Paris and Berlin are racing to bridge the gap between Macron's ambitious EU reform agenda and Chancellor Angela Merkel's more prudent approach by a crunch eurozone summit on June 29th.
French Finance Minister Bruno Le Maire spent nearly 14 hours holed up with his German counterpart Olaf Scholz at a Paris hotel on Saturday, the source told AFP.
While the talks, which lasted into the early hours of Sunday, did not yield an agreement the ministers discussed “all the unresolved issues” and made “substantial progress”, the source said.
“We still have work to do before agreeing on a roadmap,” the source continued, adding “there is agreement on nothing until there is agreement on everything” and that Le Maire and Scholz planned further talks in the coming week.
Macron is on a drive to reconcile Europeans with the European Union after years of austerity and mass migrant flows have fuelled the rise of populist and nationalist parties.
He has seized on Britain's vote to leave the bloc as a chance for closer integration, with the aim of adopting sweeping changes before European elections in May 2019.
But Germany and other northern European states have baulked at his calls to give the eurozone its own big “rainy day” fund, fearing the more fiscally prudent north will have to pick up the tab for overspending by the more profligate south.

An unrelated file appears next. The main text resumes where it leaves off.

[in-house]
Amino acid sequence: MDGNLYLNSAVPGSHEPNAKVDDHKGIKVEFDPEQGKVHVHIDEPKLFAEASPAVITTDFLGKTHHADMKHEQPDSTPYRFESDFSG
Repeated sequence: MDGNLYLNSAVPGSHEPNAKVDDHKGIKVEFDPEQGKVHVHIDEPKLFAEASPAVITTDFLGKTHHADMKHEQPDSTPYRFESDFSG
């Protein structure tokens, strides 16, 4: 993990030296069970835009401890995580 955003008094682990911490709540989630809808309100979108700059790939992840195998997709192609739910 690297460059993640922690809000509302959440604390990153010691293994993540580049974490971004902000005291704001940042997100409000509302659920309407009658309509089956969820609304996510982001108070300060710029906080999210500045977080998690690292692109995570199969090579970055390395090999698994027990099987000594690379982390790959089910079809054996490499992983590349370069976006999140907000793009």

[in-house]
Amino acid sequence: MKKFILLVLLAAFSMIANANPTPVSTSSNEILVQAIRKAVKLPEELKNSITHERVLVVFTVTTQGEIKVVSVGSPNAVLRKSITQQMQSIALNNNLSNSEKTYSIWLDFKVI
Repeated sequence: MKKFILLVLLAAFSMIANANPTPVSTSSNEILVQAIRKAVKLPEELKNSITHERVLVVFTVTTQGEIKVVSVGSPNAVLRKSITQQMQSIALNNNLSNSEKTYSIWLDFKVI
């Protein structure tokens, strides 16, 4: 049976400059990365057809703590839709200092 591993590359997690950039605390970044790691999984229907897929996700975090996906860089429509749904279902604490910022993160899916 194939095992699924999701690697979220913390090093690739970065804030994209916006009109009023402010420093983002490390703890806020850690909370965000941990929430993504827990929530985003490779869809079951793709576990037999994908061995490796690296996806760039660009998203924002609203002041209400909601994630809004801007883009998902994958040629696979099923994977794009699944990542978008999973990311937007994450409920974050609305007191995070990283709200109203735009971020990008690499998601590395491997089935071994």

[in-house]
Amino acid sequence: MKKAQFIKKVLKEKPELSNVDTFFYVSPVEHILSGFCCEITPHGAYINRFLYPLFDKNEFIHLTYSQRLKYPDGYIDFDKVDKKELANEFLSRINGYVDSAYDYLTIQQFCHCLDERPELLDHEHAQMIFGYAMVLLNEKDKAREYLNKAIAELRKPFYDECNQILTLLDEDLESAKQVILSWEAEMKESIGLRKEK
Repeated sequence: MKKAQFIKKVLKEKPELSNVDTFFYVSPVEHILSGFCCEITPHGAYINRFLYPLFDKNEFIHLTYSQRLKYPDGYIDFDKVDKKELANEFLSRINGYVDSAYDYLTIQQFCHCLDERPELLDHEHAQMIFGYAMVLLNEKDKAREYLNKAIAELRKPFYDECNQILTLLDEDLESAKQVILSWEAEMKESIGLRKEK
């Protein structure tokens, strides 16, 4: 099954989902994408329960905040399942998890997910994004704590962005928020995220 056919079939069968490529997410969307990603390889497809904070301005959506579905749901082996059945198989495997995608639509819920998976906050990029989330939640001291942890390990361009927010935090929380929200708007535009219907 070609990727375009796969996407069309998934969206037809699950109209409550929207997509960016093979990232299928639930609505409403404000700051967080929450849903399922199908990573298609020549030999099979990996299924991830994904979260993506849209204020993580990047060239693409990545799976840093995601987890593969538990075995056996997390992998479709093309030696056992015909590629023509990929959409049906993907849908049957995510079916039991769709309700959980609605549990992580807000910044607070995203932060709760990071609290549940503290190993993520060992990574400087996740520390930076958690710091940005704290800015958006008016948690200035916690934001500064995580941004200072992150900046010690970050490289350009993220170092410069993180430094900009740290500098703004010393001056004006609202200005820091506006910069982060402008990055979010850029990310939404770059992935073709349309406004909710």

In an interview last weekend, days after a eurosceptic government took office in Italy, Merkel made some concessions.
She said the eurozone's top economy would support Macron's call for an investment fund to help poorer European countries catch up in the areas of science, technology and innovation.
But the size of the fund remains a major bone of contention, with Merkel saying it should be “at the lower end of the double-digit billions of euros range” while Macron has called for a budget amounting to “the equivalent of several points of the GDP of the eurozone”.
Merkel also detailed her proposals to upgrade the eurozone's bailout fund into a European Monetary Fund — under strict lending conditions and on condition that member states retain oversight over the body.
Macron's office welcomed the concessions but during a visit to Berlin on Friday Le Maire called on Germany “to go further”.
“It is a courageous response that goes in the right direction,” Le Maire told AFP.
“Is it sufficient? No. We think you have to go further and that this is a unique, historic opportunity to make very significant progress toward better integration of the eurozone,” he said.
By Etienne Balmer and Clare Byrne